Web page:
SCUTTLEBUTT #231 -- December 7, 1998
MELGES 24 NORTH AMERICANS
(Lauderdale YC, 40 boats) Saturday - Big ocean swell and increasing wind
made today one of those kind of days that make us all thankful for owning,
and sailing a Melges. Once again the weather was great, with morning
showers and partly cloudy skies. The first race we saw 10-12 knots of
breeze and the fleet got off the line with only Harry Melges over early. We
had great speed and rounded the first mark at the front of the pack. Three
laps later, Harry had sailed so fast that he was only few boats back from
us. Mike Toppa with Vince Brun sailed cleanly and they led most of the way
around the course. Argyle Campbell, who led after the first day of racing,
finished third, we finished fifth, and Ullman finished eighth.
During the break between races the wind came on. It increased to 15-20 with
the waves and swells getting bigger. The start of the second race had quite
a few boats over early, including us. We rounded the weather mark in second
to last and had our work cut out for us. The downwind rides were fantastic.
We pumped and surfed and picked off a bunch of boats. Harry had an
incredible lead on the rest of the pack. Unfortunately, he was one of those
that were called over early, but we found out later that he didn't go back
Sunday -- The race committee surprised us by just having one race today,
and some of use could have used another race! Once again the weather was
terrific with not as much breeze as yesterday and a little cooler. The
weather has been perfect for racing and the venue is wonderful. All in all
this was a great regatta. LYC did a fine job across the board, and the haul
out this afternoon was well organized, and speedy.
The tie for first place was smashed by Brian Porter. He sailed fast and
lead around the course, but was beaten by Morgan Reeser steering Neil
Sullivan's boat. The #20 boat from Annapolis took two bullets in the
regatta, and the only other boat to do that was Harry Melges. Harry
finished third in the final race and was fifth overall. - Jessica Lord
1.PORTER, BRIAN (26) 2. ELLIOT, SCOTT ( 30) 3. SULLIVAN, NEIL (34) 4.
ULLMAN, DAVID (34) 5. MELGES, HARRY(37) 6. CAMPBELL, ARGYLE (37) 7. AYERS,
BRUCE (46) 8. BUCHALTER, DARIN (48) 9. SUDDATH, STEVE (52) 10.BATZER, KEN
(53) 11.TOPPA, MIKE (54) 12.PORTER, JOHN (59) 13. LORD, JESSICA (59)
14.HUGHES, ROBERT (65) 15. CLARK, (78)
Australia's current 49er World Champion, Chris Nicholson has been beaten in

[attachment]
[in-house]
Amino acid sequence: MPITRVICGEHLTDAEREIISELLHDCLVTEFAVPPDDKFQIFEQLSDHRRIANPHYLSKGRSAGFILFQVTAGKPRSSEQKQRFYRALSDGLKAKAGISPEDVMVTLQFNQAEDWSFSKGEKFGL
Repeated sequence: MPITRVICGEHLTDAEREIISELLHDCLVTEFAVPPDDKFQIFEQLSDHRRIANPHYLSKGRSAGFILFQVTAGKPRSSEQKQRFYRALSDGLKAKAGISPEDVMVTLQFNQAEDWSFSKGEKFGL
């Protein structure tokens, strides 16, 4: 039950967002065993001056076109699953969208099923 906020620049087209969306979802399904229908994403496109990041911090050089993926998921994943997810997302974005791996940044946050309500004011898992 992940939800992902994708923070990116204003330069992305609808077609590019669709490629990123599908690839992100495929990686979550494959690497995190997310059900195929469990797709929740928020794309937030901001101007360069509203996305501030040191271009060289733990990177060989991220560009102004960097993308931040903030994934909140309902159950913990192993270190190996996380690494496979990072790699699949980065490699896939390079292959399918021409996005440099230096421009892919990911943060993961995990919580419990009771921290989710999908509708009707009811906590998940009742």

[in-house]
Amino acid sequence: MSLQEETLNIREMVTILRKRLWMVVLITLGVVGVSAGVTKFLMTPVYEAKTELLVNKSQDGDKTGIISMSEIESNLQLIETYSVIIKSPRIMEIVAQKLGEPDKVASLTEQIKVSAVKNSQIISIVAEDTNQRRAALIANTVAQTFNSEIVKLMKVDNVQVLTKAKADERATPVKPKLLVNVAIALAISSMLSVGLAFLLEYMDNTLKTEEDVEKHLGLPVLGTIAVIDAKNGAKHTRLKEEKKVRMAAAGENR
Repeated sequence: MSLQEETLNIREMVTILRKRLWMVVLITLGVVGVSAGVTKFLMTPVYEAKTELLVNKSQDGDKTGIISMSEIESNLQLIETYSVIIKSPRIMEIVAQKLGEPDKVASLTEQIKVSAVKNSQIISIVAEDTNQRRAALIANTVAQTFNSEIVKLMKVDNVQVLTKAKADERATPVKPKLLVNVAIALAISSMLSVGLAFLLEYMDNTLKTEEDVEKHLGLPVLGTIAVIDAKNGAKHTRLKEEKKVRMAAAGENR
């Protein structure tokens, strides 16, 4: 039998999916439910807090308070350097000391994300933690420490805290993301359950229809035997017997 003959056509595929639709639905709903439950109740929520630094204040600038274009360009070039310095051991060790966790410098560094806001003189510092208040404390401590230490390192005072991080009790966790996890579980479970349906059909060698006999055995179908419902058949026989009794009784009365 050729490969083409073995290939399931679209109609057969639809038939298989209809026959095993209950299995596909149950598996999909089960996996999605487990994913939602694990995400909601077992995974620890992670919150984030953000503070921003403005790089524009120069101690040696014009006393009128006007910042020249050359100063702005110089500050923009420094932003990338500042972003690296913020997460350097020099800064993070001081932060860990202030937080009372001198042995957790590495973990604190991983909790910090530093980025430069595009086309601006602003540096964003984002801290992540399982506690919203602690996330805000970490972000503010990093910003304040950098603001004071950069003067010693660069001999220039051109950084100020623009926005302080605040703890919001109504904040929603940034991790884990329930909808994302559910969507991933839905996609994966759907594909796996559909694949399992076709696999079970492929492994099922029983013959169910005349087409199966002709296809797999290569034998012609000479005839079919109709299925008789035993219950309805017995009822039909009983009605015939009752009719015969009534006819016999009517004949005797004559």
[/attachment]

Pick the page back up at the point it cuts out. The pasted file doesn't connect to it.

the second regatta of the Schneider 49er Series, by fellow countryman Adam
Beashel and his crew, Teague Czislowski.
Sailed from Royal Queensland Yacht Squadron this afternoon in light winds
of 8-10 knots, the two Australians went into the final race of the regatta
on equal points, with the regatta to be decided in the final race.
Beashel went into the final race of the day having finished the previous
race in first position, over a minute ahead of his nearest competitor.
Primed for a big finish, both Beashel and Nicholson had disappointing
starts, with the Budgens getting off to a good start and leading most of
the way. With Beashel and Nicholson both back in the field, the Budgens
went on to win the race. Beashel, realizing the importance of the race,
lead Nicholson from the first mark, going over the line in seventh
position, two places ahead of Nicholson.
In the 470 Class, Australia's youngsters, Nathan Wilmott and Daniel Smith
came away with a great win, finishing ten points ahead of their nearest
rivals, Jamie Roberts and Adrian Manning. Tom King and Mark Turnball
finished in third position.
The Series now moves to Sydney for the Sydney International Regatta, which
kicks of on December 18. The Schneider 49er Series will also continue at
the Sydney International Regatta, with another strong fleet expected to
attend the event.
49 Finals -- 1. Adam Beashel / Teague Czislowski (18) 2. Chris Nicholson /
Ed Smyth (19) 3. Marc Audineau / Julien Farnarier (28) 4. John Boyd / Gary
Boyd (30) 5. Morgan Larson / Kevin Hall (33)
NZ NATIONAL MATCH RACING CHAMPIONSHIPS
America True's Gavin Brady was won the NZ National Match Racing
Championships held on the Waitemata Harbour. The win comes on the back of a
third placing in the ISAF World match racing Championships, in Japan, last
month. Brady reversed the Round Robin finshing positions to beat Chris
Dickson 2-0 in the best of three finals sailed today.
In the petite Final, local skipper, Dean Salthouse beat Prada's Francesco
de Angelis 2-1 , to take thrird place in the regatta.
Dickson started the regatta in strong style winning every match in the
double round robin to finish with 18 wins - not bad after a three year
break from match racing, and just a few days after his return from the
Tornado Worlds in Brazil. Brady had a good Round Robin one finishing with
just one loss to Dickson, but stumbled in the second round robin losing to
America True's John Cutler, Dickson, Dean Salthouse, and another local
skipper Brian Trubovich.
In the semi-finals, Dickson elected to sail against Salthouse winning 2-0.
Brady didn't have it all his own way in the other semi- going to one all
against de Angelis, before taking the decider.
John Cutler took fifth place in the regatta, with Prada's Torben Grael